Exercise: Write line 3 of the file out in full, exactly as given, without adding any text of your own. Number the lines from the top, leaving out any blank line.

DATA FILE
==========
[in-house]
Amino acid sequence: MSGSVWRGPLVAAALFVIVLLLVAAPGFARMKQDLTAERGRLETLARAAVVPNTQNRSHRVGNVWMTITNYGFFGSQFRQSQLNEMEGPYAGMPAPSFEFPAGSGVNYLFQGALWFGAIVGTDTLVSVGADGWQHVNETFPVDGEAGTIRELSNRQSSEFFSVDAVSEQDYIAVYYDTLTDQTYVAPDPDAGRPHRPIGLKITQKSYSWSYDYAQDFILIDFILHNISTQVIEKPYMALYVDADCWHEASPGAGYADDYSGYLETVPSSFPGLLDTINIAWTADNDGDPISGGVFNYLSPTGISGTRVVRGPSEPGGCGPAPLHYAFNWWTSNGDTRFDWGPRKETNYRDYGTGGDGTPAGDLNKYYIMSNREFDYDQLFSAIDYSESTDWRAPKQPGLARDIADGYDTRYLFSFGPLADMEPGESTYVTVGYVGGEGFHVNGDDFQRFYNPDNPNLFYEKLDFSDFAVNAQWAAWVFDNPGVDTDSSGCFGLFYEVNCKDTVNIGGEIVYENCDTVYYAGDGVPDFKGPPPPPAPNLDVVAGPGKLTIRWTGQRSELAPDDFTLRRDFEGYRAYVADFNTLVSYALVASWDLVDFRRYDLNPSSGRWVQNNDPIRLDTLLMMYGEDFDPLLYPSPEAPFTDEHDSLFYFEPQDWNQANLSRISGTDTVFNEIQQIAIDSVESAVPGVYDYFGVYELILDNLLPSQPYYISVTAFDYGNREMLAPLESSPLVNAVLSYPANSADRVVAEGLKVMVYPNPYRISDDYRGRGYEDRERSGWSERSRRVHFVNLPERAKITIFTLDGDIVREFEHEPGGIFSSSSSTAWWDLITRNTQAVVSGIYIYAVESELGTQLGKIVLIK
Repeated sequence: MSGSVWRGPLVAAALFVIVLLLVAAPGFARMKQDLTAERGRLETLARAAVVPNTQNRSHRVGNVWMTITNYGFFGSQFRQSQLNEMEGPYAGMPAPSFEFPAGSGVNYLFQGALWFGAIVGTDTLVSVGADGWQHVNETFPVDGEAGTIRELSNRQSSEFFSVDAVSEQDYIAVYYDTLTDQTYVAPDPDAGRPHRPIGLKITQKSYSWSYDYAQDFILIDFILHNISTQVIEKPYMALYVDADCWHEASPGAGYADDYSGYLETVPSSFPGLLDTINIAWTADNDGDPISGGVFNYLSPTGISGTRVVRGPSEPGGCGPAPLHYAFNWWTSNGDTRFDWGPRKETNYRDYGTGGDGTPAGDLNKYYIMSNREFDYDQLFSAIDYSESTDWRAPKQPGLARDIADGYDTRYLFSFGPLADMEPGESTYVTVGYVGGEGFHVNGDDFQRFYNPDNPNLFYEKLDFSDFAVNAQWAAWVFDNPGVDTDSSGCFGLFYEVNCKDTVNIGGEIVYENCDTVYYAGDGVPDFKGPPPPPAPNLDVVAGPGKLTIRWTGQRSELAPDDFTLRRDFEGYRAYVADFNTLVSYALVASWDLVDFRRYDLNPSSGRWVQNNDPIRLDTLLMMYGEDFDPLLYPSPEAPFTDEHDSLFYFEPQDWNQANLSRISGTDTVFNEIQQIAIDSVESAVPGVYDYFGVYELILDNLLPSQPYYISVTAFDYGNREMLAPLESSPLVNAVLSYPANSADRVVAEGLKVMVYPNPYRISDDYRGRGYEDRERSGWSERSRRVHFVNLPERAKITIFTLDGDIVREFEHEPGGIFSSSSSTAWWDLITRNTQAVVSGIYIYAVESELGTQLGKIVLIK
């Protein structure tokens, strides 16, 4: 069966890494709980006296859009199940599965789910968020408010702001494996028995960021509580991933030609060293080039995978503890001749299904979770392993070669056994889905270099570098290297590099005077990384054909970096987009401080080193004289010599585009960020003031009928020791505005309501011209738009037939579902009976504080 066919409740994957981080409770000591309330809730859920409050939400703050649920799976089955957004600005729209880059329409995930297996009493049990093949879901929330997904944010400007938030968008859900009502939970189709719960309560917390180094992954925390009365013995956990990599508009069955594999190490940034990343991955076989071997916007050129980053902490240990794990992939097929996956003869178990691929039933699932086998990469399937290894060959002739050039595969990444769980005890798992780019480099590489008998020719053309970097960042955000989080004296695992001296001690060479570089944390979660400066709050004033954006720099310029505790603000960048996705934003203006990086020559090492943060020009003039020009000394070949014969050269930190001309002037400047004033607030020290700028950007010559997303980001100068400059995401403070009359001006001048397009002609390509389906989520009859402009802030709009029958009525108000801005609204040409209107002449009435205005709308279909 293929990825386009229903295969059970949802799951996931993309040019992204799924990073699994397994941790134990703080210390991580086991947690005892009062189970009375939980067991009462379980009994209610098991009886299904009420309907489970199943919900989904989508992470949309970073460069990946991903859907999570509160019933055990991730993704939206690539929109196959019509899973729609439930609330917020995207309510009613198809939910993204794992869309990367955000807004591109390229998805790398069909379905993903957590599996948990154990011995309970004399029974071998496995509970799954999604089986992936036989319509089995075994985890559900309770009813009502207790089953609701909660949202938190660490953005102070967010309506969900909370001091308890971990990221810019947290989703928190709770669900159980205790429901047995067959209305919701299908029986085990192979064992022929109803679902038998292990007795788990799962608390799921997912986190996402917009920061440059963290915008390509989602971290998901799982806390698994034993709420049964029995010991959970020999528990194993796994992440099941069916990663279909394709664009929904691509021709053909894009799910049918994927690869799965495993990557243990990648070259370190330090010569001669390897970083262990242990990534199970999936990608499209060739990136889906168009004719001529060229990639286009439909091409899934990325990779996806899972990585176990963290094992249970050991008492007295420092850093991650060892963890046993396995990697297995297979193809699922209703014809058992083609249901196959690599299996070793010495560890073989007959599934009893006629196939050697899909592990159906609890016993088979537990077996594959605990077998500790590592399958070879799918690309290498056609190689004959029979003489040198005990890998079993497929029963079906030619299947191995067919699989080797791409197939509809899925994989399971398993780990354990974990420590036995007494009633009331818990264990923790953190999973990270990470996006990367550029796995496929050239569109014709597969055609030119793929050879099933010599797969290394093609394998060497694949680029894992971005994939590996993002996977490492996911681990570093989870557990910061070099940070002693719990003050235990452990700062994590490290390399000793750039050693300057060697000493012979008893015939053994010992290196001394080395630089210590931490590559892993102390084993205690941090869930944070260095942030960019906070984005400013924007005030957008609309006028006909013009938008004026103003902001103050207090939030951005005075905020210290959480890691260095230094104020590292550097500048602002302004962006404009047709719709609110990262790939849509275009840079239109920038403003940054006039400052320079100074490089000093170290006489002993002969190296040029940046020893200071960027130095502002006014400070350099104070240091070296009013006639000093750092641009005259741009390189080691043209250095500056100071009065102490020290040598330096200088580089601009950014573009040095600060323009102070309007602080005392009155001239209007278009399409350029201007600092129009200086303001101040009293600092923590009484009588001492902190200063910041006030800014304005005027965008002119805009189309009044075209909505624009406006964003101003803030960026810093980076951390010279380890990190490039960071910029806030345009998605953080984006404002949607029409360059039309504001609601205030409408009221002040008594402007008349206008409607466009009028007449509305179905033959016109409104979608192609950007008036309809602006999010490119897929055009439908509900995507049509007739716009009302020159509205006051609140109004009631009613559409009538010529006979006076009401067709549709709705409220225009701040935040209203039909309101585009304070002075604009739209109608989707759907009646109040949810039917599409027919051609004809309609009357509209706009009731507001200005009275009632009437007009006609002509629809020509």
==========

Repeated sequence: MSGSVWRGPLVAAALFVIVLLLVAAPGFARMKQDLTAERGRLETLARAAVVPNTQNRSHRVGNVWMTITNYGFFGSQFRQSQLNEMEGPYAGMPAPSFEFPAGSGVNYLFQGALWFGAIVGTDTLVSVGADGWQHVNETFPVDGEAGTIRELSNRQSSEFFSVDAVSEQDYIAVYYDTLTDQTYVAPDPDAGRPHRPIGLKITQKSYSWSYDYAQDFILIDFILHNISTQVIEKPYMALYVDADCWHEASPGAGYADDYSGYLETVPSSFPGLLDTINIAWTADNDGDPISGGVFNYLSPTGISGTRVVRGPSEPGGCGPAPLHYAFNWWTSNGDTRFDWGPRKETNYRDYGTGGDGTPAGDLNKYYIMSNREFDYDQLFSAIDYSESTDWRAPKQPGLARDIADGYDTRYLFSFGPLADMEPGESTYVTVGYVGGEGFHVNGDDFQRFYNPDNPNLFYEKLDFSDFAVNAQWAAWVFDNPGVDTDSSGCFGLFYEVNCKDTVNIGGEIVYENCDTVYYAGDGVPDFKGPPPPPAPNLDVVAGPGKLTIRWTGQRSELAPDDFTLRRDFEGYRAYVADFNTLVSYALVASWDLVDFRRYDLNPSSGRWVQNNDPIRLDTLLMMYGEDFDPLLYPSPEAPFTDEHDSLFYFEPQDWNQANLSRISGTDTVFNEIQQIAIDSVESAVPGVYDYFGVYELILDNLLPSQPYYISVTAFDYGNREMLAPLESSPLVNAVLSYPANSADRVVAEGLKVMVYPNPYRISDDYRGRGYEDRERSGWSERSRRVHFVNLPERAKITIFTLDGDIVREFEHEPGGIFSSSSSTAWWDLITRNTQAVVSGIYIYAVESELGTQLGKIVLIK